Introduction to Magic Wand Tool in Photoshop
Magic wand tool is a very useful feature found in Adobe Photoshop that, like magic, selects the part of an image autonomously based on the tone and color and furthermore, it can also fine-tune the image edges, adjusting certain parameters like tolerance, once done correctly, the magic wand tool can precisely select the pixels in your image that otherwise would have been extremely difficult and time-consuming to extract using manual effort as magic wand tool can identify and accurately select complex and large pixels based on tone and color within seconds so that you can use the part and replace it with any other image.
How to Use the Magic Wand Tool?
Let us start with the selection of the magic wand tool. For that, we should identify the location of the icon. For versions CS2 or earlier, you can select the icon from the tool pallets. But from version CS3, they have introduced a quick selection tool in the tools panel, which includes the magic wand tool.
Check the image attached below, which shows you the tool panel, and the magic wand tool is attached behind the quick selection tool. When you put the cursor in the icon for a few seconds, a flyout menu appears, which shows the wand tool.
To explain the working of the magic wand tool, I have selected an image of a bridge with the sky in the background. To start the trial,
Open the image in your Photoshop software, as shown in the image below.
As I told you before, the magic wand tool selects the object based on the color gradient and the tone. We can see a bridge with an orange color and a blue sky in the image we opened. When we select the wand tool and click on an area in the image, the wand tool will look at the tone and color of the area we selected and select the pixels that contain the same color and brightness value.
For example, if I want to change the background of the image, I need to select all the areas except the bridge. For that, click anywhere on the sky area using the magic wand tool. You can see the entire background with the same color, and the tone will be selected. But in the image given below, you can see that only a part of the sky was selected.
It is because of the default tolerance value given in the software. The tolerance value defines how different is the tone and color in a selected area to the area which is not selected. Here we can see a color difference in the sky from dark blue to light blue. This difference results in the tool to select the sky partially.
To resolve this issue, we need to change the value of tolerance. Check the below-attached image of the panel, which shows the location of the tolerance icon.
By default tolerance value is given as 32 in Photoshop. It means that the software will select any pixels that have the same tone and color as the area we selected, plus any pixels that are up to 32 shades brighter or 32 shades darker. By increasing the value of tolerance, we will get a better result. I have kept the tolerance at 50, which is shown in the image below.
Even in my second trial, I was not able to select the entire background. For that, I could try again with a higher tolerance value. But there is another easier option to select the remaining area. The magic wand tool consists of an option called ‘add to existing options, ’ which means I can add more selections based on my first selection. For that, hold down your shift key and click on the area you want to select, then a plus sign will appear with the tool cursor. This means you are ready to add selections; in our case, when the plus sign is visible, click on the background area that was not included in the initial selection. Thus we can select the entire background of the image.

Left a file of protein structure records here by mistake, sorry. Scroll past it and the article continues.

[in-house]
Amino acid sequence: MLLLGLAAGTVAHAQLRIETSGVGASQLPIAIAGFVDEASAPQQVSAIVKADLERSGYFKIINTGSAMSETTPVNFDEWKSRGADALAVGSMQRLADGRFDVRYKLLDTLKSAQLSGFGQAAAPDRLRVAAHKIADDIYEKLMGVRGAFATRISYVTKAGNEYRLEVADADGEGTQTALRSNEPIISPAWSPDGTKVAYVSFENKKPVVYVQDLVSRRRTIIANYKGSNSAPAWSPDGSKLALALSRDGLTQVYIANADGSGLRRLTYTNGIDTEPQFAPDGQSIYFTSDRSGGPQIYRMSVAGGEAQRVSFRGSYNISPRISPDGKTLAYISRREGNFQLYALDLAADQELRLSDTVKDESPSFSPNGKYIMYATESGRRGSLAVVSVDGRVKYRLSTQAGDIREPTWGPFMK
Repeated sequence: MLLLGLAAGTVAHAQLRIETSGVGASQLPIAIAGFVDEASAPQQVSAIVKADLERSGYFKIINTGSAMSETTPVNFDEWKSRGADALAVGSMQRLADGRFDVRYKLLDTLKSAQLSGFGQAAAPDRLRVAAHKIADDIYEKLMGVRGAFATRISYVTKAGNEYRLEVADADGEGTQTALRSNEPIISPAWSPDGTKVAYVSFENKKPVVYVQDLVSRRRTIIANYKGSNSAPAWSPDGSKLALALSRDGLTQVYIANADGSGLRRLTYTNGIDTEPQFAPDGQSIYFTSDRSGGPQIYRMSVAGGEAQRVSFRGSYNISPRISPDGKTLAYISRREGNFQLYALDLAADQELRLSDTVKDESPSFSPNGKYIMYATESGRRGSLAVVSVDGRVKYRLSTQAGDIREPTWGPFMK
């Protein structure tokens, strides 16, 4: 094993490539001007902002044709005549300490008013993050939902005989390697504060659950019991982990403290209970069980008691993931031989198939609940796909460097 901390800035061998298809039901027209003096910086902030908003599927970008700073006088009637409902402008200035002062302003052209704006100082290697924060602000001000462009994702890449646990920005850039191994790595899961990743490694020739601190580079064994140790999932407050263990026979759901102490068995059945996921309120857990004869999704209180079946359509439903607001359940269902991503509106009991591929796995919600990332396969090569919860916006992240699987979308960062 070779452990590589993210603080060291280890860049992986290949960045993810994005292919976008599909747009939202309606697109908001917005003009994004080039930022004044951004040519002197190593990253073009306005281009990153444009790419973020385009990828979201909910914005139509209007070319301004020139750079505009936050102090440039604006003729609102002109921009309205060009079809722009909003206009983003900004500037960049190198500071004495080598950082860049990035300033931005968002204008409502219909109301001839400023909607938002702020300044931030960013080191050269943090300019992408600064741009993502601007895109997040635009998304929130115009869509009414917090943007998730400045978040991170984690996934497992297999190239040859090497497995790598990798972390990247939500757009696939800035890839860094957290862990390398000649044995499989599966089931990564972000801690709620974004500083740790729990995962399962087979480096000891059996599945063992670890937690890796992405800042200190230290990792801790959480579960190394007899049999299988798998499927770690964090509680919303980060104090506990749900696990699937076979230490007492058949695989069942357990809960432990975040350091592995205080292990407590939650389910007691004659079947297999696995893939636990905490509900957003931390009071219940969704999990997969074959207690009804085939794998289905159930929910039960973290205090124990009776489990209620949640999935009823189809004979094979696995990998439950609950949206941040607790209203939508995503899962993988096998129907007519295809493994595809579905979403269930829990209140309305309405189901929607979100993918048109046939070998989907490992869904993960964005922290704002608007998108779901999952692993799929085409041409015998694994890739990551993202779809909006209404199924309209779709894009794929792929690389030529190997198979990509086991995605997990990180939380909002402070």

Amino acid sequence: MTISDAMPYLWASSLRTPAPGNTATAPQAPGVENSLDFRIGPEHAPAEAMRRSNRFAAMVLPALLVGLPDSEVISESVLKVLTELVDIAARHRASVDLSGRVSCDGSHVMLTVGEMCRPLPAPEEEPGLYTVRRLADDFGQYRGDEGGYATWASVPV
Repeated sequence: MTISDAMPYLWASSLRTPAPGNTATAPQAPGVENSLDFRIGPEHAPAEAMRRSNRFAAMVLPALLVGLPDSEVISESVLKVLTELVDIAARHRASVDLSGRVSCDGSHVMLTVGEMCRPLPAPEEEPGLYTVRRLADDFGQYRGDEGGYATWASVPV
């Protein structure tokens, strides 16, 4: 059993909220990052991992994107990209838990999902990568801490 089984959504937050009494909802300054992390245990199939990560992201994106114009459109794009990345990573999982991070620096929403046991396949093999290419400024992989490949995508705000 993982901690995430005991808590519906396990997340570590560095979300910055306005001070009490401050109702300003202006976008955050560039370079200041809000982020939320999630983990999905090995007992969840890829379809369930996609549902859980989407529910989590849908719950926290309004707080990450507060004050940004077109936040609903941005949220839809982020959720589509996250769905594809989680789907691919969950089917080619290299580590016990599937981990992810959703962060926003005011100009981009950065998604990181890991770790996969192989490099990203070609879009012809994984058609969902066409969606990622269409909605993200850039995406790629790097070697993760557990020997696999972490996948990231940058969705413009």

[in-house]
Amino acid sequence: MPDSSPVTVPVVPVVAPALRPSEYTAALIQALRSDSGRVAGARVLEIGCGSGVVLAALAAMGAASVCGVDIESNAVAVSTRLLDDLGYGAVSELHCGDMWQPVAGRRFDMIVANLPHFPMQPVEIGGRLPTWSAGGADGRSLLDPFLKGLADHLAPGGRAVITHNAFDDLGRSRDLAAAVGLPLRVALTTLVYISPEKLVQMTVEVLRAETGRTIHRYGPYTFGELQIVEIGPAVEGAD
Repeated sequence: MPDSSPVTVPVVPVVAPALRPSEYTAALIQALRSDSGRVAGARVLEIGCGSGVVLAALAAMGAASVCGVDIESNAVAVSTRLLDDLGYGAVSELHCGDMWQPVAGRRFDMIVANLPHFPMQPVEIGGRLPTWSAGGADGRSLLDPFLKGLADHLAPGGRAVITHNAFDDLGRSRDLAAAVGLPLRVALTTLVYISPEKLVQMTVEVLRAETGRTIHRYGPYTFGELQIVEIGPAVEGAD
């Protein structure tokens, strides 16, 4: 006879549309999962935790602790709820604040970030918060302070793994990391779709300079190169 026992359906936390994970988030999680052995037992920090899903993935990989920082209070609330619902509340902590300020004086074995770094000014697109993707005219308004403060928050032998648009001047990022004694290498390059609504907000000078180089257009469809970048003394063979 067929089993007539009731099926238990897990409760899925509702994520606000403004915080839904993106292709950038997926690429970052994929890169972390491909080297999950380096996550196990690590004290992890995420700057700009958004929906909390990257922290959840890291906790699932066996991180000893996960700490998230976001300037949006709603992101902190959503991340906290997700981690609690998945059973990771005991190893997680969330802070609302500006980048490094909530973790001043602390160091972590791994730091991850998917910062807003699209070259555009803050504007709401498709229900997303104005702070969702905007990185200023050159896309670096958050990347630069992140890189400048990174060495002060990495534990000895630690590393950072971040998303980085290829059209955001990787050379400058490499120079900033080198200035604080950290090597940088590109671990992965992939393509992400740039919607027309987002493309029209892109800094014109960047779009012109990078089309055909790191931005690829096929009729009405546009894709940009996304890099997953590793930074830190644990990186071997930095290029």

For selecting the sky to replace, one more option is available. Instead of selecting the sky, we can select the remaining areas, and using the reverse feature, we can select the sky. It means that when we choose the inverse option, it will select everything that was not selected and remove the selection of the initially selected area. For that, go up to the select menu at the top of the screen and choose the inverse option as shown below.
In our case, reversing is a time-taking process to go with the first method itself.
Select a new image to replace with the original image. Open the new image and put it as the second layer.
To replace the background, we have to copy the selected area to a new layer. For that, press ‘Ctrl+J’ to copy the selected area to the layers in the layer panel and save it as layer1. After this, open the new image, which we want to set as the new background. Then select the entire image by pressing ‘Ctrl+A’ and then copy it to the clipboard by pressing ‘Ctrl+C.’
After this, we will go back to our original image and click on the background layer in the layers panel so that when we paste the new background into the document, it will save in between the existing 2 layers. Finally, press Ctrl+V to paste the new background into the document. See the image given below with a new background.
As we have seen in this tutorial magic wand tool is a very useful selection tool that allows users to select pixels that would be near impossible to select manually. It is also the easiest and quickest way to select large and complex shapes. As we already discussed, this tool makes selections based on the color and tone of the pixels and due to this, the resultant selection will be more accurate and sharp.
With this tutorial, you will learn the basic and common functions of the magic wand tool, and by continuous practicing, you will be able to use all the features of this tool, and you can create very accurate and précised selections with less effort.
This has been a guide to Magic Wand Tool in Photoshop. Here we discuss how to use Magic Wand Tool in Photoshop and its Steps with Screenshots for better understanding. You can also go through our other suggested articles to learn more –